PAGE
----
Craig Barton

October 13, 2020

This is the seventh post in our Eedi Summer School series, where I provide insights from the cohort of Year 6 students who are taking part in our seven week programme. My hope is that this may give you an indication of where our Year 7 students might struggle come September..

This week we turn our attention to **Ratio**.

Our group of 10 and 11 year olds struggled a little with this quiz, scoring an average of 66%, which is the lowest of the series. Was this summer fatigue setting in, or are there misconceptions about ratio lurking that we need to get to the bottom of? Let’s find out!

Here are the proportion of students getting each question correct in reverse order from the most poorly answered to the best answered:

We can see that Question 5 is the one that caused our group the most problems. What is Question 5, I hear you ask? It is this…

Take a moment to consider where you predict students might go wrong with this question.

Here are the results from our Summer School students:

Why did more than half of our students get this question wrong? And what was so alluring about the most common wrong answer of “neither is correct”?

Let’s have a look at some examples of student explanations to see if we can get to the bottom of it:*Tom is not correct because the difference between 4:10 and 6:15 is different. Katie is wrong because 10 and 11 cannot be found in the same time tables.**Neither is correct because none of the numbers are multiples of 4:10**How can 4:10 be equivalent to 6:15 and how can katies be equal?????*

As with all these misconceptions, I find it useful to ask myself two questions:

*Why are students going wrong?**What am I going to do about it?*

I love the exasperation in that late explanation.

I find the results surprising here. One of the most significant changes to the Maths GCSE specification in England in the last few years has been the increased emphasis placed upon ratio. I remember the days when so long as students could simplify, find equivalent ratios and do a bit of sharing, they were laughing. Now - rightly so, I believe - students are being assessed on their understanding of ratio at a much deeper level both in terms of the concept itself, and also how it weaves its way into other mathematical areas, including algebra and geometric reasoning.

But to get this particular question correct, you don’t really need any of that deeper thinking. You just need to be able to find equivalent ratios. So, why is it so difficult?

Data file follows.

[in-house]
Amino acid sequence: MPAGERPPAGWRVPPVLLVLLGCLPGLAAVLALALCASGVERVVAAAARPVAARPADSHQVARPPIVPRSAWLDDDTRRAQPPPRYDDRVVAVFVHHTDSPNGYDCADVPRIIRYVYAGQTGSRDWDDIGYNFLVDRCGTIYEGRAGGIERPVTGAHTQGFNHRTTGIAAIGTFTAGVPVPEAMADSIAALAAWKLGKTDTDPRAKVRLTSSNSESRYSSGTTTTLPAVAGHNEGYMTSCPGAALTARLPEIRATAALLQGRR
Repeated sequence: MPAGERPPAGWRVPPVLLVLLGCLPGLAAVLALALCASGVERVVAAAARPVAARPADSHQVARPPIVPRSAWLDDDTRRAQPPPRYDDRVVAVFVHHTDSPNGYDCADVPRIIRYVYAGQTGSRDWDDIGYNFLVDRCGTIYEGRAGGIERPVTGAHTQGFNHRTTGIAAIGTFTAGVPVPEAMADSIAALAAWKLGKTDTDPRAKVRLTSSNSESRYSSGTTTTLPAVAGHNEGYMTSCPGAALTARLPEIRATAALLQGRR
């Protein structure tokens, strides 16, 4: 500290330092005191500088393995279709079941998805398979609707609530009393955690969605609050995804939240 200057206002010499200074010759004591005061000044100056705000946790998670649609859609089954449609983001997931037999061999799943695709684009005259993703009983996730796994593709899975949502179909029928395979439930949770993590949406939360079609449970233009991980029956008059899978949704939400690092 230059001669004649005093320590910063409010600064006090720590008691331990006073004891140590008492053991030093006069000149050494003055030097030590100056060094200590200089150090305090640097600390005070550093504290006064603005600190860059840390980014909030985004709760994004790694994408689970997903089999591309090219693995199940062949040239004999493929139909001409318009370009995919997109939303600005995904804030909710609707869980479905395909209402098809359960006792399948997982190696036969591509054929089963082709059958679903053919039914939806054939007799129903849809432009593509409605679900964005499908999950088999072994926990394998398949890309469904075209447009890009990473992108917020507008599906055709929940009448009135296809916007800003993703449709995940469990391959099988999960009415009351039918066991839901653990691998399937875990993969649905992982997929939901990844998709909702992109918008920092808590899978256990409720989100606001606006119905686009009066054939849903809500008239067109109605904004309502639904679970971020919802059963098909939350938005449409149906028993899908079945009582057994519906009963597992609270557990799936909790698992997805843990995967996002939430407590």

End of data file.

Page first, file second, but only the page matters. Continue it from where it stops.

Well, as the explanations hint at, the problem seems to be that there is no obvious way to get from 4:10 to 6:15. Specifically, there is no integer factor. Students who have been introduced to equivalent ratios by going from, say, 4:10 to 8:20 or even 12:30, and then practiced with similar questions are going to struggle with questions like this - questions which either require a knowledge of non-integer factors, or a more flexible approach like simplifying the 4:10 and then working from there.

Once again, for me this all comes down to the examples we choose for our students and the practice questions we give them. They are what shape our students’ understanding of an idea. If we limit the scope of these examples and practice, then we limit our students’ appreciation of the boundaries of the concept.

I have been guilty of this for many years. These days I like to present my students with sequences of examples such as this:

And letting the discussions, arguments, and different representations to support their point of view flow!

By including “the unusual” early on in a child’s experience of an idea, the unusual becomes part of the norm.

You can find similar sequences of questions and examples on my **Variation Theory** website.

Let me show you the second and third worst answered questions from this quiz, together with the proportion of students opting for each answer:

Again, it might be useful to ask yourselves the questions:

*Why are students going wrong?**What am I going to do about it?*

You can access the whole quiz **here**, and the Insights page that will give you access to the percentages and student explanations **here**.

More big news from DQs and Eedi coming shortly, but in the meantime, take care of yourselves, thanks for reading and stay safe

Craig and the Eedi Team

Written by

Craig Barton

Head of Education

Time for another round of coaching case studies where I reflect on some of the things I have learned from working with fantastic teachers around the country.

The countdown to this year’s GCSE Maths exams is well and truly on. So, I thought it would be worthwhile sharing two ideas for effective revision lessons that I have picked up during my recent visits to schools.

I thought I would share two more case studies from the schools and teachers I have been lucky enough to work with over the last few weeks. The first case study focuses on modelling and the second focuses on checking understanding.